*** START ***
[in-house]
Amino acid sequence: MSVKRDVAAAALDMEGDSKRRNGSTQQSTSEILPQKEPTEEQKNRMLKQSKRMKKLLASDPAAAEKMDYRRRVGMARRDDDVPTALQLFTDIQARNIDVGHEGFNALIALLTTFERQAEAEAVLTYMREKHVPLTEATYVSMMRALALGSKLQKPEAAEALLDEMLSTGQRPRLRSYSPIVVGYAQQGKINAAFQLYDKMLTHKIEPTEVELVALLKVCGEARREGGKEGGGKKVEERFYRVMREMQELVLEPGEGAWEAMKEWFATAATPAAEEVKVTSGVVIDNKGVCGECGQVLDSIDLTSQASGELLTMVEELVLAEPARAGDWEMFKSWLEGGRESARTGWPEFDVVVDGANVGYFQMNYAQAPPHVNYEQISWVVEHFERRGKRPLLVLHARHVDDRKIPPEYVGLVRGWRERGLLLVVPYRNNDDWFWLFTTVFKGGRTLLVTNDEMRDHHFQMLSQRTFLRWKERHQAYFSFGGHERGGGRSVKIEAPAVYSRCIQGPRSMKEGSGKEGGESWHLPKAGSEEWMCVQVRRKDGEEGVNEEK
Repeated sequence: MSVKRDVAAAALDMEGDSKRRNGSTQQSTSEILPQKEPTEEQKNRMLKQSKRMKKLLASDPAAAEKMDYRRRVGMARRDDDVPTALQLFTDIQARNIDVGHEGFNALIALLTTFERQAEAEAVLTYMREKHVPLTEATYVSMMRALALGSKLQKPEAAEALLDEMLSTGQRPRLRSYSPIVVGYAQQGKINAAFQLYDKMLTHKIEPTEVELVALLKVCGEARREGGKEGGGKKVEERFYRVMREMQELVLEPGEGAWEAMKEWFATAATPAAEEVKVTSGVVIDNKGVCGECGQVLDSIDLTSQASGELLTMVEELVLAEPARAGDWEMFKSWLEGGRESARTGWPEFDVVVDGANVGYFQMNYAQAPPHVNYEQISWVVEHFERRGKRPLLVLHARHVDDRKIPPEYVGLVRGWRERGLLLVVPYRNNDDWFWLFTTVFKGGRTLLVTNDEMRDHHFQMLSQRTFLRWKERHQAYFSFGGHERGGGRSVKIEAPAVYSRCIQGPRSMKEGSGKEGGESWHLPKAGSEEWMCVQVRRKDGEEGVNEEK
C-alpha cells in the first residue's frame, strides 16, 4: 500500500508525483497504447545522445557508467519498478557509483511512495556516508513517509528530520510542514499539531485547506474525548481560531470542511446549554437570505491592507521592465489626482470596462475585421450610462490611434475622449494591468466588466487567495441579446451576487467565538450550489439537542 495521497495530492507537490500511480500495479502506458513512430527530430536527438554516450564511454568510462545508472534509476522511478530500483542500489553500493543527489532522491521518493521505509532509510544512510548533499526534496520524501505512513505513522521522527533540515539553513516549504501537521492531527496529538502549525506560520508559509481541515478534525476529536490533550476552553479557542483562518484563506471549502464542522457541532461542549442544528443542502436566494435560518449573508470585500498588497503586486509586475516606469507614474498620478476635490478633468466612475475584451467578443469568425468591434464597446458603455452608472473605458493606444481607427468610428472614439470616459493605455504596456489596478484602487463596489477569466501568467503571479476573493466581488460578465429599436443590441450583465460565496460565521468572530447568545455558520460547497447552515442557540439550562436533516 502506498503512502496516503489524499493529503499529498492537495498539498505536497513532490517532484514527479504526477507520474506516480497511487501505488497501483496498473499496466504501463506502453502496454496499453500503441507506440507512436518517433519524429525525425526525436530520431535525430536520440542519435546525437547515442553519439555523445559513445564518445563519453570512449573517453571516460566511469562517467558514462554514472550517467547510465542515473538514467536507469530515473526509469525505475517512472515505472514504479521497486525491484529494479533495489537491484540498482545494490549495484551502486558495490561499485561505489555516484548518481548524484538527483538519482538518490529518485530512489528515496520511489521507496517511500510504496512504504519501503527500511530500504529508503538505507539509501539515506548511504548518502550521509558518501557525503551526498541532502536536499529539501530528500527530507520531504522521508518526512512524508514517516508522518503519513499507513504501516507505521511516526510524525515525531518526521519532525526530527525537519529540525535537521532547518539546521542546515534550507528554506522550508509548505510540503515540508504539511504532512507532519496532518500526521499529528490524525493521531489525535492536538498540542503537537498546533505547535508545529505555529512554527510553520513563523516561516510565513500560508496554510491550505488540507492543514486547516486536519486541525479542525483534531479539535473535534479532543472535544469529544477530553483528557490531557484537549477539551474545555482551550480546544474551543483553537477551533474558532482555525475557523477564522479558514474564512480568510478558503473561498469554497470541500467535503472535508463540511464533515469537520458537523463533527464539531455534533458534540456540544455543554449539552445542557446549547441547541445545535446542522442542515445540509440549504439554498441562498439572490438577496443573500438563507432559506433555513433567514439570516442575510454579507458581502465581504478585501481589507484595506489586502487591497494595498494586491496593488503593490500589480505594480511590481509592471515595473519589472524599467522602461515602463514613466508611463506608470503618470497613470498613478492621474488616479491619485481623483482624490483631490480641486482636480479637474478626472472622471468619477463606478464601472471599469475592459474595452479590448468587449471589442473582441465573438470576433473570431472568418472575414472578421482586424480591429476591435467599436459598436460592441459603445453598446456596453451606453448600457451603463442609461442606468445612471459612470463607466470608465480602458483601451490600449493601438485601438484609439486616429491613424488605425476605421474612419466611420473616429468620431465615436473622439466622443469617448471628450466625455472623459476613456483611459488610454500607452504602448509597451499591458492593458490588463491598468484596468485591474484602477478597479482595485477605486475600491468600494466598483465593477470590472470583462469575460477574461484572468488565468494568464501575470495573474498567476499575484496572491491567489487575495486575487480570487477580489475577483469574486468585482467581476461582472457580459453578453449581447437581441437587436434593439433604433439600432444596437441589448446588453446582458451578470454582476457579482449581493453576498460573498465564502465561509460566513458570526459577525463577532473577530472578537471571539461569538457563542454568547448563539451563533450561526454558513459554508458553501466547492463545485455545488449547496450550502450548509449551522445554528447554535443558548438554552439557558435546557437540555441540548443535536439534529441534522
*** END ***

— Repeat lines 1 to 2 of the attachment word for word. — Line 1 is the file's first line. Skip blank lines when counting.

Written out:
[in-house]
Amino acid sequence: MSVKRDVAAAALDMEGDSKRRNGSTQQSTSEILPQKEPTEEQKNRMLKQSKRMKKLLASDPAAAEKMDYRRRVGMARRDDDVPTALQLFTDIQARNIDVGHEGFNALIALLTTFERQAEAEAVLTYMREKHVPLTEATYVSMMRALALGSKLQKPEAAEALLDEMLSTGQRPRLRSYSPIVVGYAQQGKINAAFQLYDKMLTHKIEPTEVELVALLKVCGEARREGGKEGGGKKVEERFYRVMREMQELVLEPGEGAWEAMKEWFATAATPAAEEVKVTSGVVIDNKGVCGECGQVLDSIDLTSQASGELLTMVEELVLAEPARAGDWEMFKSWLEGGRESARTGWPEFDVVVDGANVGYFQMNYAQAPPHVNYEQISWVVEHFERRGKRPLLVLHARHVDDRKIPPEYVGLVRGWRERGLLLVVPYRNNDDWFWLFTTVFKGGRTLLVTNDEMRDHHFQMLSQRTFLRWKERHQAYFSFGGHERGGGRSVKIEAPAVYSRCIQGPRSMKEGSGKEGGESWHLPKAGSEEWMCVQVRRKDGEEGVNEEK